Valley Chefs Reveal What Was in Their School Lunches

Keep New Times Free
I Support
  • Local
  • Community
  • Journalism
  • logo

Support the independent voice of Phoenix and help keep the future of New Times free.

What do you feed your little aspiring chef? Check out what these Valley chefs ate as kids that made them what they are today... or rather what they became in spite of what they ate.


We asked, "What was in your lunchbox growing up?" Lunchables? Leftover pizza? PB&J? Foie Gras? Click through to see what they say.

Nick Sheley of Boa Bistro: After my parent's were divorced, all my dad kept in the fridge was bread and mayo ... I actually ate a lot of mayo sandwiches. To this day, I'm not all that picky. While I definitely appreciate good food and have learned how to prepare decent dishes, I could actually survive on BLTs.

Betty Alatorre of Paletas Betty: A lot of tortas - my mom stayed home when I was growing up in Mexico, and she loved to cook. It would be anything from ham torta to a jalapeno with cheese torta or beans and queso fresca or even like a scrambled egg torta.

Eric Osburn of Centurion: Well, first of all, it was a brown paper bag. I don't think we were too poor for a lunchbox, because those weren't that expensive, but I was definitely too rambunctious to keep one in good order. And it was typically peanut butter and jelly, which is why I don't really eat it anymore. Ten years straight of peanut butter and jelly for lunch every day - every once in a great while I got cold cuts.

Tracy DeWitt of Le Cordon Bleu College of Culinary Arts, Scottsdale: Chicken roll on white bread with mayonnaise. I hadn't thought about the chicken roll in a long time. Now I look at chicken roll, and I'm like, "That is the most scary looking processed meat. Why didn't she just give me sliced fresh turkey?!"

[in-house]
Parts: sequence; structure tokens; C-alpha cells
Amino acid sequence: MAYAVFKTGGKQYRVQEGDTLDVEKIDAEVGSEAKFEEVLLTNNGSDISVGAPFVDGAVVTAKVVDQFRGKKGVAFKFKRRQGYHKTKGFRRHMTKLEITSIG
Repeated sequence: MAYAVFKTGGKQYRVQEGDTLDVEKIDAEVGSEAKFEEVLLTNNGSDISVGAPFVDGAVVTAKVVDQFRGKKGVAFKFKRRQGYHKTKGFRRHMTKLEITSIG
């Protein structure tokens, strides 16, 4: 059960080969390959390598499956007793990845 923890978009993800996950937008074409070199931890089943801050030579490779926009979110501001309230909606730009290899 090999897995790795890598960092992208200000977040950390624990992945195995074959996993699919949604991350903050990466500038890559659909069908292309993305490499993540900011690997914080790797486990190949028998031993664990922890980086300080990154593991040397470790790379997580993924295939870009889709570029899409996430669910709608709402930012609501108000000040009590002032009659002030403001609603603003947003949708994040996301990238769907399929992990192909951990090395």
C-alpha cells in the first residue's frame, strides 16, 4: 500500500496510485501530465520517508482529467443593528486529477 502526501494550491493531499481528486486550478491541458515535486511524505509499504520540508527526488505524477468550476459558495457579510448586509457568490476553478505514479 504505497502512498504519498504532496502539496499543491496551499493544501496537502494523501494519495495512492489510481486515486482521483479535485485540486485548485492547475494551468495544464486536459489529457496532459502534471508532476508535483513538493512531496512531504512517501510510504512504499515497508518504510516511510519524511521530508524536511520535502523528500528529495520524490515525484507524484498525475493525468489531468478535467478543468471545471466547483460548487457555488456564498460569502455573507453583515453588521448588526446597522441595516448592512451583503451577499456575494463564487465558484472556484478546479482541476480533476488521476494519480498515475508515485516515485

Keep Phoenix New Times Free... Since we started Phoenix New Times, it has been defined as the free, independent voice of Phoenix, and we would like to keep it that way. Offering our readers free access to incisive coverage of local news, food and culture. Producing stories on everything from political scandals to the hottest new bands, with gutsy reporting, stylish writing, and staffers who've won everything from the Society of Professional Journalists' Sigma Delta Chi feature-writing award to the Casey Medal for Meritorious Journalism. But with local journalism's existence under siege and advertising revenue setbacks having a larger impact, it is important now more than ever for us to rally support behind funding our local journalism. You can help by participating in our "I Support" membership program, allowing us to keep covering Phoenix with no paywalls.

We use cookies to collect and analyze information on site performance and usage, and to enhance and customize content and advertisements. By clicking 'X' or continuing to use the site, you agree to allow cookies to be placed. To find out more, visit our cookies policy and our privacy policy.


Join the New Times community and help support independent local journalism in Phoenix.


Join the New Times community and help support independent local journalism in Phoenix.